(ATLANTA, Ga.) — Lia Thomas took control in the final 100 yards of the 500-yard freestyle to make history Thursday as the first transgender woman to win an NCAA swimming championship.
Thomas, the University of Pennsylvania senior who entered the NCAA women’s swimming and diving championships as the top seed, had a season-best time of 4 minutes, 33.24 seconds.
“I didn’t have a whole lot of expectation for this meet,” said Thomas, a former male swimmer for Penn State. “I was just happy to be here and race and compete the best I could.”
Virginia’s Emma Weyant was second at 4:34.99.
It was close to the 100-yard mark, when Thomas took the lead from Erica Sullivan and Weyant of Texas. Thomas was the middle, while the others swam in lanes one through five. This added drama to the race.
Thomas finished stronger than she was on Thursday in the preliminary race. At 4:33.82, she won the preliminary race.
Sullivan came in third place at 4:35.92. Stanford’s Brooke Forde was fourth at 4:36.18.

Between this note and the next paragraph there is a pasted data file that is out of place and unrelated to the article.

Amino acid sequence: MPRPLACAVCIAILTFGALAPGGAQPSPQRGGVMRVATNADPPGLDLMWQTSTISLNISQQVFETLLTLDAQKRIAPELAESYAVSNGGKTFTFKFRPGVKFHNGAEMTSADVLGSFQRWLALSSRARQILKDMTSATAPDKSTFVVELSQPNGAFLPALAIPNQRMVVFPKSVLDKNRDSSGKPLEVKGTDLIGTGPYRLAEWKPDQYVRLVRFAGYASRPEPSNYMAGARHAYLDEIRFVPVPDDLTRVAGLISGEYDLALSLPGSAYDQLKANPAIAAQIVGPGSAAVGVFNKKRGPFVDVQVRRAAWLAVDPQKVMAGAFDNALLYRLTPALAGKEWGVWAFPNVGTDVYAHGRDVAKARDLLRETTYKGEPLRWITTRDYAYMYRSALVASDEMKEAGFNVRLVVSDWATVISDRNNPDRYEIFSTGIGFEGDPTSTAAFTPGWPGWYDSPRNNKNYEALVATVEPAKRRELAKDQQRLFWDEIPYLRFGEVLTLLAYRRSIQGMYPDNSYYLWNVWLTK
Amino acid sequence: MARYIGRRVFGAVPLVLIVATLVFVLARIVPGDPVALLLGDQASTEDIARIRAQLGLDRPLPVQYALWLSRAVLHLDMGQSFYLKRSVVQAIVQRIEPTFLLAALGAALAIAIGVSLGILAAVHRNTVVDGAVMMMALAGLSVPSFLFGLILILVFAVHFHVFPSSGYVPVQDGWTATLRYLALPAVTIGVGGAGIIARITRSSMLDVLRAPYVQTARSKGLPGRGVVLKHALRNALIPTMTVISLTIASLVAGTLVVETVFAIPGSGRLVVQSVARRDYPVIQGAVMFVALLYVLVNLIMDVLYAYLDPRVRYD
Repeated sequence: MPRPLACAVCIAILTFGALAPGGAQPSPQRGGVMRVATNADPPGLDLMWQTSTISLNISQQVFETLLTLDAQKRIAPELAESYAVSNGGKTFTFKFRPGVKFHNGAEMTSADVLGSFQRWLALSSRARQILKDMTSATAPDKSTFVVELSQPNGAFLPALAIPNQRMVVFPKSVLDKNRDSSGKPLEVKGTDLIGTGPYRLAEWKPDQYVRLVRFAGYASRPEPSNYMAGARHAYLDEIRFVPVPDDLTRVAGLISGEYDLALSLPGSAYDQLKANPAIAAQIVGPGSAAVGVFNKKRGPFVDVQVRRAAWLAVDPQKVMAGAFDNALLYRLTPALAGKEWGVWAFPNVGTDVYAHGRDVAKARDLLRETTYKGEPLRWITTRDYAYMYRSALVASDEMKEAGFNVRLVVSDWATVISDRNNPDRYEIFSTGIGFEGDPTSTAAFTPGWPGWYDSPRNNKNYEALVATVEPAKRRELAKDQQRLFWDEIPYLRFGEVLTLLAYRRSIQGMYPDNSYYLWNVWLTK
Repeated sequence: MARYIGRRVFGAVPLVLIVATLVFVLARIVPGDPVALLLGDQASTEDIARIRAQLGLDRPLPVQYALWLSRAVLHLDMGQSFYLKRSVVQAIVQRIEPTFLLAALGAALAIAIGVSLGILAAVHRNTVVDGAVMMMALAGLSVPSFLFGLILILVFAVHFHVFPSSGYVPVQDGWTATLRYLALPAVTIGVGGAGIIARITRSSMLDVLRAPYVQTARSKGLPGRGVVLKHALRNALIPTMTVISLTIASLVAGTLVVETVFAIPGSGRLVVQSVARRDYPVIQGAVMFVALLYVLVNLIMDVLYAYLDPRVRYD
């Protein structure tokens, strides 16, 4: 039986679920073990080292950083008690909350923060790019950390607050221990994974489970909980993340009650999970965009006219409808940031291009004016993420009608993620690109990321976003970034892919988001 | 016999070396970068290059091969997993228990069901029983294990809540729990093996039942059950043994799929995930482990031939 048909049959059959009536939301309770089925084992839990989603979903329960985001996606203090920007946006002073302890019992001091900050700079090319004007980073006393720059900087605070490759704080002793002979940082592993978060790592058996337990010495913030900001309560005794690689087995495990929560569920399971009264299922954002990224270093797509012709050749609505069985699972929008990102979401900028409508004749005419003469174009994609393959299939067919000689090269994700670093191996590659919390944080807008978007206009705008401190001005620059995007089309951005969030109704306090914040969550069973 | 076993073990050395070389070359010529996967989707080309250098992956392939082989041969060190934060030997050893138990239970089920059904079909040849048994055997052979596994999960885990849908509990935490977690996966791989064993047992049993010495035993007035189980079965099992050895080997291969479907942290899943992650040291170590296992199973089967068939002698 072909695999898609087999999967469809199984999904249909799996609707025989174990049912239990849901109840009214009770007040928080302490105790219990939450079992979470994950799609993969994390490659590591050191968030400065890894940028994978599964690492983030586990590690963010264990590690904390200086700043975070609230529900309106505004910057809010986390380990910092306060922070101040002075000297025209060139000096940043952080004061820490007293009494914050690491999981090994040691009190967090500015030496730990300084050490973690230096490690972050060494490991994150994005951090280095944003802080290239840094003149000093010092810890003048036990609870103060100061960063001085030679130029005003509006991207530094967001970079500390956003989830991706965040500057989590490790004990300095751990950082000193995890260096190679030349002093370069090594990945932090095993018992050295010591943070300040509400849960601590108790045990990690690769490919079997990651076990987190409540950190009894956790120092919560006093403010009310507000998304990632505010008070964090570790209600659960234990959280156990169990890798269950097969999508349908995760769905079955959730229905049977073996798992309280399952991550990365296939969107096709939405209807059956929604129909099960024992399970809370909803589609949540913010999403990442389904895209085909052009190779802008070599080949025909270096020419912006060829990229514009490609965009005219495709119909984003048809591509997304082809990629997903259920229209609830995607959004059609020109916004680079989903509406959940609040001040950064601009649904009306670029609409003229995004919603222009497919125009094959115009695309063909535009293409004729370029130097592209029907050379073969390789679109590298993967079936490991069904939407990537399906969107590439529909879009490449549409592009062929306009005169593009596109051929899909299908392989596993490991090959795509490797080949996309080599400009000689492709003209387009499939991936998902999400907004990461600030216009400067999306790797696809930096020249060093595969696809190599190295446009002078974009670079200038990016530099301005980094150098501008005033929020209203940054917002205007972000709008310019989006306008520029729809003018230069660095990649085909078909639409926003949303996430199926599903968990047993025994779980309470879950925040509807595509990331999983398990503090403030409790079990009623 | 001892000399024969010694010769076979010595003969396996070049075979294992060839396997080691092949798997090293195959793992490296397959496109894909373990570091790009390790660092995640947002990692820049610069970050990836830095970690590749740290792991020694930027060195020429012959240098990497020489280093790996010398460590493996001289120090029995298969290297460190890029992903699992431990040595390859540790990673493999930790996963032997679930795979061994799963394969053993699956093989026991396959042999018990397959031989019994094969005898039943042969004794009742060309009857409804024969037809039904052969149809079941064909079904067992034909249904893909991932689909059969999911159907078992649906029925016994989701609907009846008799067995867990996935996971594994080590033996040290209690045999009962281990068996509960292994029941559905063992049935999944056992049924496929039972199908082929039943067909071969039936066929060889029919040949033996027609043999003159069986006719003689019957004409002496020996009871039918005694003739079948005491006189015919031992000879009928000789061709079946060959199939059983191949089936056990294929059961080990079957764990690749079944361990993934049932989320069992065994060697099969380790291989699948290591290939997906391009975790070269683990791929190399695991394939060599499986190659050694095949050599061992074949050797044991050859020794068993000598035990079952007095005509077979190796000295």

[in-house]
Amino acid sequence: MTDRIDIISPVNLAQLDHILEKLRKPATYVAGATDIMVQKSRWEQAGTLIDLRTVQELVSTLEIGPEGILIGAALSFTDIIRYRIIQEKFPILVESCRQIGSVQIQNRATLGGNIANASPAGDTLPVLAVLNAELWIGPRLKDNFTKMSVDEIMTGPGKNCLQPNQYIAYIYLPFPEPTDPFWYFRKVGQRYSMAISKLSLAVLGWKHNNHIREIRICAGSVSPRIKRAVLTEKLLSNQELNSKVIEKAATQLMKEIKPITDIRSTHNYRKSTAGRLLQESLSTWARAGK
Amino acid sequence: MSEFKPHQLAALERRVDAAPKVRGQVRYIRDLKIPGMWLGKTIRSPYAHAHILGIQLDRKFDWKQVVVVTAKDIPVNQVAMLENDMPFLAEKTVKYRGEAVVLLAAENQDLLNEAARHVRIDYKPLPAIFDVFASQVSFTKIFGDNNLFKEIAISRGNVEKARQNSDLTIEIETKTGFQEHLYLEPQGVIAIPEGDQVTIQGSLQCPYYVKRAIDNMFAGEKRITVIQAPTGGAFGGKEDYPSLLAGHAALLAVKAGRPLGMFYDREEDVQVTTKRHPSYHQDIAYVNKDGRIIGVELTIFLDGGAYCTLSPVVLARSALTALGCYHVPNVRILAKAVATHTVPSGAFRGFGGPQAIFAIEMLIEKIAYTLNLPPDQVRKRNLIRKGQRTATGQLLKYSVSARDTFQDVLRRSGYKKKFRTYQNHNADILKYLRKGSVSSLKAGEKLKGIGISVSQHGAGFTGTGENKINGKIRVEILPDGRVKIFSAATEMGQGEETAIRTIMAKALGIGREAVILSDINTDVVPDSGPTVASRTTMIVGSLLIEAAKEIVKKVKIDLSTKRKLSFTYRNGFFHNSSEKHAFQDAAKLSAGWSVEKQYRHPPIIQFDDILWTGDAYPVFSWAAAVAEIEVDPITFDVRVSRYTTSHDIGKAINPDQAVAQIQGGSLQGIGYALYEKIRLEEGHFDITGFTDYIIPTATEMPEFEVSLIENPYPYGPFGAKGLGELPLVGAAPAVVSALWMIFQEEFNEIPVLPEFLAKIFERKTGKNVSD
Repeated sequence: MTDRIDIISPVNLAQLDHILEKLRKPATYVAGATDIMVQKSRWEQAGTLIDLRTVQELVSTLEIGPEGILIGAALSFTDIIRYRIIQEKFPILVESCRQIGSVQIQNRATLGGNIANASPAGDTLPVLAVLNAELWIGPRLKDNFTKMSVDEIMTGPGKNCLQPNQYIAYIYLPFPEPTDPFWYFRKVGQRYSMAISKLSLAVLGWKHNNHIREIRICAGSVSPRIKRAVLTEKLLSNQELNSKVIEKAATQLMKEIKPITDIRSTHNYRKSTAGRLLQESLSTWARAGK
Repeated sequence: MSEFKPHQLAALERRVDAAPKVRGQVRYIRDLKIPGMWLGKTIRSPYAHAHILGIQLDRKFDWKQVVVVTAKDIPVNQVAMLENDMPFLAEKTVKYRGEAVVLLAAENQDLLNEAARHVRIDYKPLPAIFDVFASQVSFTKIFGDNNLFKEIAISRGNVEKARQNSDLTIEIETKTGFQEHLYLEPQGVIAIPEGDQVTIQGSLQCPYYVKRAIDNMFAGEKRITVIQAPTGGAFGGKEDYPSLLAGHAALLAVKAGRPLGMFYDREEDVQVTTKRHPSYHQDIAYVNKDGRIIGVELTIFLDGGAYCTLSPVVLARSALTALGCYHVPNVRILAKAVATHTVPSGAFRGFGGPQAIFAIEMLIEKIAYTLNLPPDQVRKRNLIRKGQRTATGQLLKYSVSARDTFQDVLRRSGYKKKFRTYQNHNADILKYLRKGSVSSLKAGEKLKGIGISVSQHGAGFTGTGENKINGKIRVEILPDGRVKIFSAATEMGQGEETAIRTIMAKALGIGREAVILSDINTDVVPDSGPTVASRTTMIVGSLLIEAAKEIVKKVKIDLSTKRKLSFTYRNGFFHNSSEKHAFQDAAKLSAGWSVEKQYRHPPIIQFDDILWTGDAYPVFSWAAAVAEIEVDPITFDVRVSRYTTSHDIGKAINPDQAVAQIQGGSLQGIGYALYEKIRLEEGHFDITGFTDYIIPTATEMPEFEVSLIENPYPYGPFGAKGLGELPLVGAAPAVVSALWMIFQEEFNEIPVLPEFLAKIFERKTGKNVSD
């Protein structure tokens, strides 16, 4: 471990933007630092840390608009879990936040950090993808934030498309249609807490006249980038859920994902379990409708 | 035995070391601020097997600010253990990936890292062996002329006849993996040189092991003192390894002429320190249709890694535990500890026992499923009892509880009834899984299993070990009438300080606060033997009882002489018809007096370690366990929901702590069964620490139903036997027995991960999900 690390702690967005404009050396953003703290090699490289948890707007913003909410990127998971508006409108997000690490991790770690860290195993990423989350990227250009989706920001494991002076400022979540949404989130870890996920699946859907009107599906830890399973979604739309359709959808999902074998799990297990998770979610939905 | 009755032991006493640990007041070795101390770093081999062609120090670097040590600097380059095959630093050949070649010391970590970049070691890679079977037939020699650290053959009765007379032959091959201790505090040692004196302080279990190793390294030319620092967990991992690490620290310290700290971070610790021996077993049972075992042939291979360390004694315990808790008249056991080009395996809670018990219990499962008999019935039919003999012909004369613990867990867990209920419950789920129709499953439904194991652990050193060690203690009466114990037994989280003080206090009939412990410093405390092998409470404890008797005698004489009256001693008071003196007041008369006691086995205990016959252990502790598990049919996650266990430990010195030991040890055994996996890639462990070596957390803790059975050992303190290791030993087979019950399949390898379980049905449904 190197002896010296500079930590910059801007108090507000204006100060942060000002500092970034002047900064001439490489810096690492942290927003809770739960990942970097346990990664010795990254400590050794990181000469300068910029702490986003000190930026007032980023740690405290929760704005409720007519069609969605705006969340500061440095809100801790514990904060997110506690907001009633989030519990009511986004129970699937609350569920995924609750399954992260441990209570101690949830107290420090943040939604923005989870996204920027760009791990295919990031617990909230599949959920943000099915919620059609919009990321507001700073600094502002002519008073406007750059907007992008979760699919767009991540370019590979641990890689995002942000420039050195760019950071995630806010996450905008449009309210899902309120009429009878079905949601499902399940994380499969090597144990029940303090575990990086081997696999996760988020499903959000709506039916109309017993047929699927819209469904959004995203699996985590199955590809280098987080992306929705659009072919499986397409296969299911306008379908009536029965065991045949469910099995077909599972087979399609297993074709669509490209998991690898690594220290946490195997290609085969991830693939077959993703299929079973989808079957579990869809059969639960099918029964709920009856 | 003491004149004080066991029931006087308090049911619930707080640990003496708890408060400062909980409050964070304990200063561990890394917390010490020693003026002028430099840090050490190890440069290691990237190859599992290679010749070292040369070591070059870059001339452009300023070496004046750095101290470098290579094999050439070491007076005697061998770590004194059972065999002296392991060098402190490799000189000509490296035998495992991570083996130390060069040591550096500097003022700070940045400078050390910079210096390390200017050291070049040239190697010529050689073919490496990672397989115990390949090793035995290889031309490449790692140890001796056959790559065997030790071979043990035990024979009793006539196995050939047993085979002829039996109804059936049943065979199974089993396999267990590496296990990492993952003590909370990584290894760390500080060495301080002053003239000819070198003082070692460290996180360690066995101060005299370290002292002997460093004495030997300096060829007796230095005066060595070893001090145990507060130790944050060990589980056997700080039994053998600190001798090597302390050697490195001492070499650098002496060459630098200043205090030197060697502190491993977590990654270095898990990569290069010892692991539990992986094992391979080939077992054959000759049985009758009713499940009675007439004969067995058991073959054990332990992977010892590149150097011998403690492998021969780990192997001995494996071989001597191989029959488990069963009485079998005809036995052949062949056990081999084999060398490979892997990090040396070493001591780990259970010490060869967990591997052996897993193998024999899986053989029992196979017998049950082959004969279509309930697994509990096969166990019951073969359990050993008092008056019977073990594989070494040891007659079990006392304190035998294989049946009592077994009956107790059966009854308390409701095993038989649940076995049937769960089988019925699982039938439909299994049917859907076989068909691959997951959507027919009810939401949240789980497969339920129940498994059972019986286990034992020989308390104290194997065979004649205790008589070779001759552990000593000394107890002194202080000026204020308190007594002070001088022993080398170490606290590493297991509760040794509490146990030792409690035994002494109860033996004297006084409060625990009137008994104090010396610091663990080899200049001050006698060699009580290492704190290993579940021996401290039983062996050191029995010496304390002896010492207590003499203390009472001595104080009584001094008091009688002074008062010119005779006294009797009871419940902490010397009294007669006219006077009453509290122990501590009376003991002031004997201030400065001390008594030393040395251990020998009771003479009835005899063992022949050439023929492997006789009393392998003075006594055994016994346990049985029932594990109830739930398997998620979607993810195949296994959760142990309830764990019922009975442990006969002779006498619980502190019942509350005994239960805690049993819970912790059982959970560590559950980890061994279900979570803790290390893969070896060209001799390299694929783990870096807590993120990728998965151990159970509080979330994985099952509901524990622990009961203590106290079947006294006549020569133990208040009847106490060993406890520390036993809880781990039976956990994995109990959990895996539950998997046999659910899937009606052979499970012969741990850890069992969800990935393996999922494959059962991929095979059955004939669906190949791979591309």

Thomas is also the top-seed in Friday’s 200 freestyle and Saturday’s 100 freestyle.
Thomas started hormone replacement therapy as a transitional treatment in 2019 and has since followed NCAA rules.
Even within the sport, the inclusion of the transgender swimmer caused controversy. There were fewer than 10 protesters outside the Georgia Tech facility, and some carried banners which read “Save Women’s Sports” in the stands.
“I try to ignore it as much as I can,” Thomas said. “I try to focus on my swimming .. and just try to block out everything else.”
Thomas spoke to ESPN shortly after the race, but he did not agree to participate in the NCAA’s official news conference. Since participation is required, possible action could come following evaluation by the NCAA’s swimming and diving championships committee.
Tennessee’s Julia Mrozinski won the consolation final with a time of 4:37.35. Northwestern’s Lola Mull was second.
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